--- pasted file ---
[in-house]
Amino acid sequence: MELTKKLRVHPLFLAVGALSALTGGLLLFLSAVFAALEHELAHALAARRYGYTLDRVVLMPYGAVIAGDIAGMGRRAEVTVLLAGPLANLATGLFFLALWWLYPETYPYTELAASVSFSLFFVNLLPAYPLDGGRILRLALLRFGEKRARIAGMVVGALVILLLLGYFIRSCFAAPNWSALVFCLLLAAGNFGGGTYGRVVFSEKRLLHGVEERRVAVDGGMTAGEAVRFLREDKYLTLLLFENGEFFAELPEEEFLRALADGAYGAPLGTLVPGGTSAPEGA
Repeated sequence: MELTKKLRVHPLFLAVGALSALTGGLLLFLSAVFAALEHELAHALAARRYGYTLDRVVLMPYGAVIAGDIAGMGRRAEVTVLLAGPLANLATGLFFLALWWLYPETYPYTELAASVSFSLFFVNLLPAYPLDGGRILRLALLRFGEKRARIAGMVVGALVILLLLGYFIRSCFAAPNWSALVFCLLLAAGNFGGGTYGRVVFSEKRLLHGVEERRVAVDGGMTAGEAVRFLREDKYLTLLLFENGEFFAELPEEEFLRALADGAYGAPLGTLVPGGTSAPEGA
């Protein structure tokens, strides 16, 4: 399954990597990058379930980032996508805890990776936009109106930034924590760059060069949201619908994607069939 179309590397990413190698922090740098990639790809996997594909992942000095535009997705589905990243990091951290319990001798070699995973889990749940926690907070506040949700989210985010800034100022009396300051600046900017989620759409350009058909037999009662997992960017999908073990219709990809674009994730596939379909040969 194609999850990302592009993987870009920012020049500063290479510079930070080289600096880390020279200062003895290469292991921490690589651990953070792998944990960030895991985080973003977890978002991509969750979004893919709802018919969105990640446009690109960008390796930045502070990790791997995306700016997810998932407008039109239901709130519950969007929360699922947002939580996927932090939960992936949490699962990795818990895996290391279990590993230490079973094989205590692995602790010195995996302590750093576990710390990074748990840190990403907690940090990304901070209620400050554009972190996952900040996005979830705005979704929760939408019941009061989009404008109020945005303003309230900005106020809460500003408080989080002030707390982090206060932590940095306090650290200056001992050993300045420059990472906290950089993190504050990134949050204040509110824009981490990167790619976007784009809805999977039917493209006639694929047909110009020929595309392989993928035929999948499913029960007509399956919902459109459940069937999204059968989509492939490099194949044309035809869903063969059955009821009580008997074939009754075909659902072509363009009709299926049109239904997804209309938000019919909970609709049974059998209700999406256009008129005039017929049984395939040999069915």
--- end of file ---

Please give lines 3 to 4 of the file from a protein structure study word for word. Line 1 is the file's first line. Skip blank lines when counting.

Repeated sequence: MELTKKLRVHPLFLAVGALSALTGGLLLFLSAVFAALEHELAHALAARRYGYTLDRVVLMPYGAVIAGDIAGMGRRAEVTVLLAGPLANLATGLFFLALWWLYPETYPYTELAASVSFSLFFVNLLPAYPLDGGRILRLALLRFGEKRARIAGMVVGALVILLLLGYFIRSCFAAPNWSALVFCLLLAAGNFGGGTYGRVVFSEKRLLHGVEERRVAVDGGMTAGEAVRFLREDKYLTLLLFENGEFFAELPEEEFLRALADGAYGAPLGTLVPGGTSAPEGA
């Protein structure tokens, strides 16, 4: 399954990597990058379930980032996508805890990776936009109106930034924590760059060069949201619908994607069939 179309590397990413190698922090740098990639790809996997594909992942000095535009997705589905990243990091951290319990001798070699995973889990749940926690907070506040949700989210985010800034100022009396300051600046900017989620759409350009058909037999009662997992960017999908073990219709990809674009994730596939379909040969 194609999850990302592009993987870009920012020049500063290479510079930070080289600096880390020279200062003895290469292991921490690589651990953070792998944990960030895991985080973003977890978002991509969750979004893919709802018919969105990640446009690109960008390796930045502070990790791997995306700016997810998932407008039109239901709130519950969007929360699922947002939580996927932090939960992936949490699962990795818990895996290391279990590993230490079973094989205590692995602790010195995996302590750093576990710390990074748990840190990403907690940090990304901070209620400050554009972190996952900040996005979830705005979704929760939408019941009061989009404008109020945005303003309230900005106020809460500003408080989080002030707390982090206060932590940095306090650290200056001992050993300045420059990472906290950089993190504050990134949050204040509110824009981490990167790619976007784009809805999977039917493209006639694929047909110009020929595309392989993928035929999948499913029960007509399956919902459109459940069937999204059968989509492939490099194949044309035809869903063969059955009821009580008997074939009754075909659902072509363009009709299926049109239904997804209309938000019919909970609709049974059998209700999406256009008129005039017929049984395939040999069915």